Port of Detroit Announces Plan to Decarbonize Port Operations and Improve Air Quality

The Detroit/Wayne County Port Authority today revealed details of an ambitious program to dramatically improve air quality and the health of residents by cutting carbon emissions to net zero by 2040.

Working with technical experts from sustainability consultancy Tunley Environmental, and thanks to funding from the State of Michigan, it established that operations across the port region were responsible for 27,869 metric tons of carbon dioxide equivalent, and that urgent action was needed.

“The maritime industry is responsible for 3% of global emissions, and it’s growing. We must work to convert from fossil fuels to zero emission power sources in our ships, port equipment and trucks by 2040 in order to avoid catastrophic effects of climate change. But we’re not just concerned about 2040. The steps we’re announcing today on Earth Day will have an immediate impact on air quality and will improve the lives of residents in our community.” said Mark Schrupp, Port Authority executive director. Raquel Garcia, executive director of Southwest Detroit Environmental Vision, the plan’s community engagement partner, agreed. 

“Southwest Detroit and downriver communities have some of the highest asthma rates in the country. The plans announced today – like converting to biodiesel fuel immediately – will improve the quality of the air we breathe.”

Robert Moorcroft, who led the year-long project for Tunley Environmental, gave credit to terminal operators who voluntarily shared data and information about their operations. This collaboration was essential to developing an accurate assessment of carbon emissions and for identifying strategies to reduce emissions going forward.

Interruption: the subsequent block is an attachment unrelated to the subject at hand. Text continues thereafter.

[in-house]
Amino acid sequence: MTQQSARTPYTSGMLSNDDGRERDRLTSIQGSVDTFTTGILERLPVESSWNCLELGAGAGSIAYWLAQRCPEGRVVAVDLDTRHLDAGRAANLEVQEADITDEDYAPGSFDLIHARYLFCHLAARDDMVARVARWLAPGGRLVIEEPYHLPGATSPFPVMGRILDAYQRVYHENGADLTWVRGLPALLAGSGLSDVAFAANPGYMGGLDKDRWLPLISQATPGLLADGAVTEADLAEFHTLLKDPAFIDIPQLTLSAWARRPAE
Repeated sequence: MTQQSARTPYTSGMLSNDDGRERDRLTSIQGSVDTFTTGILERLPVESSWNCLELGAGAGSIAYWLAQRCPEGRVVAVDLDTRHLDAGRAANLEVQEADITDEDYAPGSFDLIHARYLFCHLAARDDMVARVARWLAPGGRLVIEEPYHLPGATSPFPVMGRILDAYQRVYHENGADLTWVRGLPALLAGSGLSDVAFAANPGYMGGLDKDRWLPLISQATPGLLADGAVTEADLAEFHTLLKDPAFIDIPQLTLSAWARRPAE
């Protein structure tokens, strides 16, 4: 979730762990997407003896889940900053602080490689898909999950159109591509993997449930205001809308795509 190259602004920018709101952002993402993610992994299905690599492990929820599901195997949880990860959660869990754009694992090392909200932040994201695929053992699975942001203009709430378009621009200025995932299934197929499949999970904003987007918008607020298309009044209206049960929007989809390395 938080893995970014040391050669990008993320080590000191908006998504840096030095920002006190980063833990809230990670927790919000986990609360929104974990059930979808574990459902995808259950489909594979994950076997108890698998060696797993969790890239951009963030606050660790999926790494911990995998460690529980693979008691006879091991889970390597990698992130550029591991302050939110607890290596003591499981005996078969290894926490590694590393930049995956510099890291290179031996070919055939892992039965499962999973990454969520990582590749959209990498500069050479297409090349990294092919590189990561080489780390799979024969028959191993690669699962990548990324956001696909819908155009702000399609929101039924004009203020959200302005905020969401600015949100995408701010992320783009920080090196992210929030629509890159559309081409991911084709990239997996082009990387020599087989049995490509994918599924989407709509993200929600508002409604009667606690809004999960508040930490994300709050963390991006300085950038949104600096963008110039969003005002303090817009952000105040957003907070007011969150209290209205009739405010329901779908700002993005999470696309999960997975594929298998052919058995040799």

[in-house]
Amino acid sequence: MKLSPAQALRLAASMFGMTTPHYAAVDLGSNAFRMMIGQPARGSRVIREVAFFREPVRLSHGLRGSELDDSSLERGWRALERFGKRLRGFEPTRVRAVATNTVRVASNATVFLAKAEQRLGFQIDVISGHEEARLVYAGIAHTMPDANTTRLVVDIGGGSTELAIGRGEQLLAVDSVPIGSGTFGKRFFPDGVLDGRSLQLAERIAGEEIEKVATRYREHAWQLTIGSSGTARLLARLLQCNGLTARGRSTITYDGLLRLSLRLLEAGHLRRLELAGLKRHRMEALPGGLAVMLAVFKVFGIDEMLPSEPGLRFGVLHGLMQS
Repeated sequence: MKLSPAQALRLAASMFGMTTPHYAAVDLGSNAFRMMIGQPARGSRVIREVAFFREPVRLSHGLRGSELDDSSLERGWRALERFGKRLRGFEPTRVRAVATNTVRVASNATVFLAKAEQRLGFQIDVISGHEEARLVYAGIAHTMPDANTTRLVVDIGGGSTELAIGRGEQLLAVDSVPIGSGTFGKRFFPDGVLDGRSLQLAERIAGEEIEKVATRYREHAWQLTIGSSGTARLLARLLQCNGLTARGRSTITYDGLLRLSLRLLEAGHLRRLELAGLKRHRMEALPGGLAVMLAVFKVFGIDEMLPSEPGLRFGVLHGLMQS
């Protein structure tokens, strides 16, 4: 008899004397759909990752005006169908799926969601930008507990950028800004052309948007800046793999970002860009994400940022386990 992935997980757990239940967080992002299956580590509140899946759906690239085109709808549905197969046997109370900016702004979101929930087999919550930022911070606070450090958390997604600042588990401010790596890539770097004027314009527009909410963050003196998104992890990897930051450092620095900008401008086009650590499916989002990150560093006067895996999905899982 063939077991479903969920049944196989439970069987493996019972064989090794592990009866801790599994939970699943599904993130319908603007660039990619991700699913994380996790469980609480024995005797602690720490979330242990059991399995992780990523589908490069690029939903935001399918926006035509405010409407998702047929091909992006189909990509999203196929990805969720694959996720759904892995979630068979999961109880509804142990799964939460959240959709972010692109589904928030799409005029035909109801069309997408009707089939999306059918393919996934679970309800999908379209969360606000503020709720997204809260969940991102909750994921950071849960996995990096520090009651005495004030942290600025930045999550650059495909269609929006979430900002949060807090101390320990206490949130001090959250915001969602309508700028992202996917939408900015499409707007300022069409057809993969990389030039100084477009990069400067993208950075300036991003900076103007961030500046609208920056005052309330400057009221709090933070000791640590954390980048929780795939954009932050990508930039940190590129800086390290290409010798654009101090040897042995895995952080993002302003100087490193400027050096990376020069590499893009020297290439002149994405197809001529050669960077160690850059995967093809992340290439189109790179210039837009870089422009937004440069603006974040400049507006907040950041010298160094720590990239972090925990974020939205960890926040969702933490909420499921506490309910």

“We have been pleasantly surprised by the way the business community has gotten behind the plan,” said Dr Moorcroft. “There is genuine and strong support for the plan, which convinces me that we will meet our goals.”

Immediate actions highlighted in the plan to significantly reduce the port’s carbon footprint include the introduction of biodiesel, which emits 74 percent fewer emission than traditional diesel, and is compatible with most of the equipment used in the terminals today. Simultaneously, the plan advocates the transition to electric and hydrogen powered port equipment and trucks, as well as the continued research for a zero-emission replacement fuel for cargo ships.

Port Authority’s Chairman and Wayne County Commissioner Jonathan C. Kinloch stressed: “This report is not an end, but a beginning in the Port of Detroit’s road to becoming a sustainable port and reducing carbon emissions to net zero by 2040. We envision a port that is economically and environmentally viable, where good jobs, growing businesses, and clean air can thrive together. This plan helps set course for us to follow.”

Originally shared by the American Journal of Transportation, April 22, 2024. Photo: Detroit/Wayne County Port Authority.

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